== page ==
Game Over Online ~ The Sims 2

GameOver Game Reviews - The Sims 2 (c) Electronic Arts, Reviewed by - Jeff 'Linkphreak' Haynes

Game & Publisher The Sims 2 (c) Electronic Arts
System Requirements Windows, 800MHz Processor, 256MB RAM, 3.5GB HDD, 32MB Video Card
Overall Rating 95%
Date Published Tuesday, November 2nd, 2004 at 04:10 PM

Divider Left By: Jeff 'Linkphreak' Haynes Divider Right

The Sims has always been a strange game. Why would anyone want to spend their time supervising the lives of other people? I mean, I have a hard enough time getting myself fed and to work on time and keeping up with friends and keeping my wife happy and keeping my house clean (well, kinda clean) – why would I play a game that requires me to do all that on a computer screen? I must admit, I played the first one, but not with the kind of obsessive intensity that so many people – including my wife – did. Now, four years later, my wife – and my best friend’s fiancι, and lots of other people who aren’t normally that excited about games – are thrilled to get their hands on The Sims 2. So I thought I’d take a quick look to see if I could figure out why they were so excited. It wasn’t easy to get my wife to share the game with me, but I did – and I soon realized that a quick look wasn’t going to cut it. The Sims 2 has nicely balanced a new game with surprising depth that is still accessible and recognizable to fans of the original and its many expansion packs. The most noticeable change from Sims to Sims 2 is the level of flexibility and customization. Choice is the operative term – you as the creator have more choices and your Sim-creations have their own choices – ever heard of a little thing called free will?

As you begin a new game, the first major alteration you encounter is in the camera and graphics, apparent as soon as the opening movie is played. The camera is more flexible and easy to control, but the big news is that the Sims have joined the 3D world. The graphics aren’t breaking new ground – except in the world of the Sims. People used to the original will be blown away by how much better everything looks, while still maintaining its quirky Sim style. The Sim music remains the same – hovering on that edge between appropriate and annoying – and Simlish retains its fascinating linguistic-yet-sublinguistic qualities.

Once it finishes its traditional loading screen – still reticulating those splines, huh? – you will be greeted by the new and vastly improved Sim Creator. You can spend hours designing people – either inventing strange creations of your own or recreating real people or characters from other sources. You choose body types, facial features, coloring, several different sets of clothing, even make-up. While this type of personalization is nothing new to gaming as a whole, it is a significant step forward for Sims. The specificity can be a little overwhelming – and time-consuming – but there is a randomization feature that allows you to roll the genetic dice to get a basic sim to start gameplay.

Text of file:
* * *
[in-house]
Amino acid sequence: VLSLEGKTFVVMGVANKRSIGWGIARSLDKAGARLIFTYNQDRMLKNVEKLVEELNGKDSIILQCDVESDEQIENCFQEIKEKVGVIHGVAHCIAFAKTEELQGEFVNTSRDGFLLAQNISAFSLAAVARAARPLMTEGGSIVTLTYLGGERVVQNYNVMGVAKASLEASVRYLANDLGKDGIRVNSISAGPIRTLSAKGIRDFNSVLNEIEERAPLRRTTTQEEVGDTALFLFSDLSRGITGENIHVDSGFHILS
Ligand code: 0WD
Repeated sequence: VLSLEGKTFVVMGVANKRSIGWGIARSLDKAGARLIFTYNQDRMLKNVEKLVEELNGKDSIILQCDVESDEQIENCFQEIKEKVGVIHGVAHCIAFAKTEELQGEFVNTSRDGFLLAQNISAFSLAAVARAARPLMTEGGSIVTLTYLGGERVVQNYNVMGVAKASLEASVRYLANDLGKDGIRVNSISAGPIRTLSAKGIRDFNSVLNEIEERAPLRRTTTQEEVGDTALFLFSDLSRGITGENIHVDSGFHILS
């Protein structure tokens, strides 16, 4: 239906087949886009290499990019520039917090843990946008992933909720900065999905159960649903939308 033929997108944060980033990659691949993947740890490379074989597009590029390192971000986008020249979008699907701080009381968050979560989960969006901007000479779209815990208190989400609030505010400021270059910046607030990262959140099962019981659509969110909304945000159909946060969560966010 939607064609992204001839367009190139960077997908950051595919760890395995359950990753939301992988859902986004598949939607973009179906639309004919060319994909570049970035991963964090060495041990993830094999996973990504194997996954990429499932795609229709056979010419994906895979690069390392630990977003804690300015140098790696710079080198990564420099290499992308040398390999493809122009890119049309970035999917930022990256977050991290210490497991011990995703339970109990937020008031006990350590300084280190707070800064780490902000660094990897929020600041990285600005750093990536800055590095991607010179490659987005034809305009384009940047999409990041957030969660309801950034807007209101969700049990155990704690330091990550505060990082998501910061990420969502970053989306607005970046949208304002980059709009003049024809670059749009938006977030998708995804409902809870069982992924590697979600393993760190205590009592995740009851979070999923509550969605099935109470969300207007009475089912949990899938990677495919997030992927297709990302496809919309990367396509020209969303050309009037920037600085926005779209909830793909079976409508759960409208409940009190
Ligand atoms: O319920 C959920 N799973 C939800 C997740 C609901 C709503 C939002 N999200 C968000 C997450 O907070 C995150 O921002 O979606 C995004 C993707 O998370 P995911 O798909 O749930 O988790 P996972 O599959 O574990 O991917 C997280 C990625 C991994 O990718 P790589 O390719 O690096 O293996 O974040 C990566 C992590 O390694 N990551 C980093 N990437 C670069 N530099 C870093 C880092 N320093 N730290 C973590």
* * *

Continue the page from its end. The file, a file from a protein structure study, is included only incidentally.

Speaking of genetics, one of the more fascinating elements of the Sim Creator is the genetic mapping that allows for the creation of children. Previously, building a family with a child simply meant constructing adults and children who might not bear any noticeable resemblance to each other at all. Now if a family contains a male and female adult sim, children in the family are created through a genetic combination of the two adult characters. You can cycle through combinations until you find one that pleases you – an activity that almost qualifies for a mini-game on its own. What if the Insane Clown Posse and the Spice Girls had a child? Create the parents and find out!

The neighborhoods provide more options as well. There are three pre-created neighborhoods, each with their own scenarios that range from a recreation of Shakespeare’s most famous lovers to a town haunted by alien abduction. You can also create your own neighborhood using SimCity 4, a nice gift to the faithful Will Wright supporters out there. Each neighborhood has a variety of families and individuals already in residence, some empty houses up for sale, and vacant lots to purchase if you want to create your own castle or chamber of horrors.

The architecture editor is comprehensive, with some nice adjustments from the original Sims, though after the incredibly detailed Sim Creator it felt a little bit lacking. Of course that will be supplemented by downloadable content as time passes, but it feels like more effort went into re-imagining the Sims themselves than their possessions.